herald

Thursday 22 August 2019

'92pc of properties for rent now above HAP scheme limit' - Simon

A rough sleeper in the city
A rough sleeper in the city

The shocking shortage of homes for low-income renters has been highlighted with 92pc of properties on one major property website not eligible for social housing support.

Simon Communities found that during a three-day test period, the vast majority of the 482 homes for rent on Daft.ie were above the limits for Rent Supplement (RS) or Housing Assistance Payment (HAP).

Accommodation for single occupants was particularly scarce - with just one suitable property available in Dundalk, Co Louth.

There were only three suitable properties in Dublin city centre and five in Cork city centre.

There were no properties below the limits at all in any household categories in Galway and Waterford city centres, Athlone and Sligo town.

Just one property was available to all household categories in North Kildare, Limerick city centre and Portlaoise.

The charity said that, given the low levels of supply found in its Locked Out of the Market survey, it welcomed the announcement yesterday by the Residential Tenancies Board (RTB) of 19 new rent pressure zones nationwide, along with new powers of investigation and sanctioning.

The limits for RS and HAP vary, according to family size and location.

The number of properties available to rent within RS/HAP limits across all study areas for a couple or a single person fell from 10 in November 2018 to just three in April 2019 - a fall of 70pc.

National spokesperson for the Simon Communities, Wayne Stanley, said the results illustrated how the lack of affordable accommodation in the private rental market was prolonging the housing crisis.

Challenges

"This Simon Communities study clearly shows the challenges faced by Rent Supplement or HAP recipients to find a home on the rental market during this crisis," he said.

"It is alarming that in some of the country's most-populated urban centres, there is absolutely nowhere for people looking to rent on HAP to live, particularly for singles.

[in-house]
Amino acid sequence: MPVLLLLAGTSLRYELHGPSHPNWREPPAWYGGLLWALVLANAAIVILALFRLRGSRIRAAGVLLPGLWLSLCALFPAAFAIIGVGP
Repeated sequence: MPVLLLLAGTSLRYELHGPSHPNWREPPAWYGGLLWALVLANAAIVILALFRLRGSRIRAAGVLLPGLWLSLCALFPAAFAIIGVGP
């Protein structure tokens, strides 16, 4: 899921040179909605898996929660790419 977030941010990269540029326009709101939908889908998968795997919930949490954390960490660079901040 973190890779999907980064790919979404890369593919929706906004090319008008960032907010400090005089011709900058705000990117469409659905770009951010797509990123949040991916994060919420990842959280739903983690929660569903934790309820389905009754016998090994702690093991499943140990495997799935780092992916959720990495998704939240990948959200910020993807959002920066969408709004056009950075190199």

"Single people and families looking for one and two-bedroom homes are facing a huge challenge in many parts of the country. Availability of tenure type needs to be addressed.

"Given the critically low levels of supply found in this study, we particularly welcome today's announcement by the RTB that rent pressure zones will be extended to 19 new areas nationally.

"It's clear the total lack of an accessible private rental sector and limited social housing has driven this increase.

"For a sustainable long-term solution, Government commitment and investment in social and affordable housing is urgently needed across all tenure types nationwide," he said.

Meanwhile, the charity said rental costs in the private sector were still far too high nationwide, as the RTB Rent Index for the first three months of the year showed that average rents increased by 8.3pc.

The homelessness and housing organisation said the report showed the rental market remained under huge pressure and was struggling to cope.

The index found rents rose by an average of €90 to €1,169 nationwide and by 6.4pc annually in the Greater Dublin Area and 8.5pc in Dublin.

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